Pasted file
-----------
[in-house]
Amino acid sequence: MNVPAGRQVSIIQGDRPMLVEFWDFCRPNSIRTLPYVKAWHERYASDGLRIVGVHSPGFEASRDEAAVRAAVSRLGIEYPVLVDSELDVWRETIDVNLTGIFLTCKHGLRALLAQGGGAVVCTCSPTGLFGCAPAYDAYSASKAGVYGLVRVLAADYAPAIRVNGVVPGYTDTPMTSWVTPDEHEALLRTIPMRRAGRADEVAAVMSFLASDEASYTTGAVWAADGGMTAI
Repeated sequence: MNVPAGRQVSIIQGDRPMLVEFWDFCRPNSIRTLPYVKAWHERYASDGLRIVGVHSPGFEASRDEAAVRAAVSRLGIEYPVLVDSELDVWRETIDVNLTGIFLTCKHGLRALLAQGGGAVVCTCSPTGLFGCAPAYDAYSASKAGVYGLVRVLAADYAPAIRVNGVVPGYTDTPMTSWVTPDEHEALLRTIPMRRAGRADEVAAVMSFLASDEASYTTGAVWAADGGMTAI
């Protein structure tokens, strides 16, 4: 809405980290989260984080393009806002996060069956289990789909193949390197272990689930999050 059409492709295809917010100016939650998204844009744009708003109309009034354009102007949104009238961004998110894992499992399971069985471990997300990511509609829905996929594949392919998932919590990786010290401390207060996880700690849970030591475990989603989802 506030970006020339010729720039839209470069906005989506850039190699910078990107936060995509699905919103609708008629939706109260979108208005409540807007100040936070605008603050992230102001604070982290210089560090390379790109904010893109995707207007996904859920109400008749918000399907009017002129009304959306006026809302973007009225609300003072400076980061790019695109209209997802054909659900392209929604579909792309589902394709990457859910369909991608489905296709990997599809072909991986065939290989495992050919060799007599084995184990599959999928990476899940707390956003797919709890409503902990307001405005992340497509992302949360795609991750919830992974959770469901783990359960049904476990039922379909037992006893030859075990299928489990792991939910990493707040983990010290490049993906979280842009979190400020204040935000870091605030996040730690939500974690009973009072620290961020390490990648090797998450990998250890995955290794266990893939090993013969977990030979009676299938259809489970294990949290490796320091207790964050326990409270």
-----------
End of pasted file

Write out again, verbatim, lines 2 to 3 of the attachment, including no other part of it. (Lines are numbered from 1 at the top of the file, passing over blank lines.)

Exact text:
Amino acid sequence: MNVPAGRQVSIIQGDRPMLVEFWDFCRPNSIRTLPYVKAWHERYASDGLRIVGVHSPGFEASRDEAAVRAAVSRLGIEYPVLVDSELDVWRETIDVNLTGIFLTCKHGLRALLAQGGGAVVCTCSPTGLFGCAPAYDAYSASKAGVYGLVRVLAADYAPAIRVNGVVPGYTDTPMTSWVTPDEHEALLRTIPMRRAGRADEVAAVMSFLASDEASYTTGAVWAADGGMTAI
Repeated sequence: MNVPAGRQVSIIQGDRPMLVEFWDFCRPNSIRTLPYVKAWHERYASDGLRIVGVHSPGFEASRDEAAVRAAVSRLGIEYPVLVDSELDVWRETIDVNLTGIFLTCKHGLRALLAQGGGAVVCTCSPTGLFGCAPAYDAYSASKAGVYGLVRVLAADYAPAIRVNGVVPGYTDTPMTSWVTPDEHEALLRTIPMRRAGRADEVAAVMSFLASDEASYTTGAVWAADGGMTAI